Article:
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Domestication of the Cat in the Near East

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  • Anna Johnson-Betty
    Jay Bisno ( BisnoCC@aol.com ) wrote: In Mesopotamian literature, several types of cats are recognized. In Old Babylonian syllabic writing (cuneiform) they
    Message 1 of 5 , Jul 1 11:48 AM
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      Jay Bisno ( BisnoCC@... ) wrote: "In Mesopotamian literature, several types of cats are recognized. In Old Babylonian syllabic writing (cuneiform) they were su-a and su-a-ri, and in Akkadian, an older form, šu-ra-a-nu, mu-ra-šu-u, and zi-ir-qa-ti. šurânu was a housecat, murašu was a wild cat, and those are the two which concern us."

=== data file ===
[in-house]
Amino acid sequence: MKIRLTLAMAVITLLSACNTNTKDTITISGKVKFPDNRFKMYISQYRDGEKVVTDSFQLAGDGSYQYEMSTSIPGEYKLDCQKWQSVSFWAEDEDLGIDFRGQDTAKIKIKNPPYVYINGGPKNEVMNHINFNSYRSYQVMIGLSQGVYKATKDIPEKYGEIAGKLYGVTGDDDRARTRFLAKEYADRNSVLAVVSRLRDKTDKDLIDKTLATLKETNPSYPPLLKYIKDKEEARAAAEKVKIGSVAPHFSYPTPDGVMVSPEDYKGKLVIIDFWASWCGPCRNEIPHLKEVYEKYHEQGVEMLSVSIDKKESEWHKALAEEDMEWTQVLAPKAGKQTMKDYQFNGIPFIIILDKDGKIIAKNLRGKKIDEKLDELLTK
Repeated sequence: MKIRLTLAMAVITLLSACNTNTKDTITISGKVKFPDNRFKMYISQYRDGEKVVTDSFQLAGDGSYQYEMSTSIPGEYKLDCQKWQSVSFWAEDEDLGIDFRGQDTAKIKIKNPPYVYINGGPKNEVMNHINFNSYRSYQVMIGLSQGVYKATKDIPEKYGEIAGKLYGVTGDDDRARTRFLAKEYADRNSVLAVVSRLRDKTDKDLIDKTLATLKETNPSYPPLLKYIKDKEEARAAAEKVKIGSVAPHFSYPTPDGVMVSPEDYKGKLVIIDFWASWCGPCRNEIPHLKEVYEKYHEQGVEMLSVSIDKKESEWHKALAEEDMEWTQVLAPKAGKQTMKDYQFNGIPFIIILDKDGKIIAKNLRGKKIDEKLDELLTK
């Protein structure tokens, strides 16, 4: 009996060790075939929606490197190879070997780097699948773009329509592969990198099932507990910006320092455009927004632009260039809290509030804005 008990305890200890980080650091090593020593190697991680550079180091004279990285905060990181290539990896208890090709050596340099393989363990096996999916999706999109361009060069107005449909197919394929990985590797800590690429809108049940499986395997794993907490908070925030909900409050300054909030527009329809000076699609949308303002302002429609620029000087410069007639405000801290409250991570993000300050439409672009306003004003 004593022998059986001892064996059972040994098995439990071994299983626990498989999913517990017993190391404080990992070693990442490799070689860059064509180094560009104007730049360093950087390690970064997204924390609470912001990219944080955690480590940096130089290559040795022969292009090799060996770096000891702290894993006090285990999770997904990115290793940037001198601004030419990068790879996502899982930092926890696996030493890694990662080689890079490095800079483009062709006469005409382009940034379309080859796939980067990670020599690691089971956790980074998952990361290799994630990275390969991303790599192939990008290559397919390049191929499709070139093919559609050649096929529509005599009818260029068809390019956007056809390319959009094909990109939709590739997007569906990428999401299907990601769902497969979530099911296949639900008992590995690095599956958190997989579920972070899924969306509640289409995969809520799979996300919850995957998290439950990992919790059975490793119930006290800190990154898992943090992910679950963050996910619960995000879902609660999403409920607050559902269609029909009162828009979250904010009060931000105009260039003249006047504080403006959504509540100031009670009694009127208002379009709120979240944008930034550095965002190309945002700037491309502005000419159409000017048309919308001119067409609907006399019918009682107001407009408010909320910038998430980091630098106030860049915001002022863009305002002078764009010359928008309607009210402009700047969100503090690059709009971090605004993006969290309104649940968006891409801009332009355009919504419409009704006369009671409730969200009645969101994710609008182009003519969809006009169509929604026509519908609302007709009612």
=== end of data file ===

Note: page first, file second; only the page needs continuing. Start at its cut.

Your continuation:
In Black-George-Postgate's "Concise Dictionary of Akkadian (SONTAG 5)" (Harassowitz 1999), I found the forms:

      mura$$û 'who does wrong'; jungbabylongisch 'quarreller, cantankerous person; wildcat (SA-A-RI)' > Neo-Babylonian proper name; < root ra$û D 'harass'.

      $ura:nu 'cat' [SA.A] of Meluhha; also proper name.

      Anna Johnson-Betty
      --
      "Bettering yourself by taking up home invasion homicide and robbery of morally-suspect non-humans (aka "Evil Monsters") is what makes it D&D." - GypsyComet
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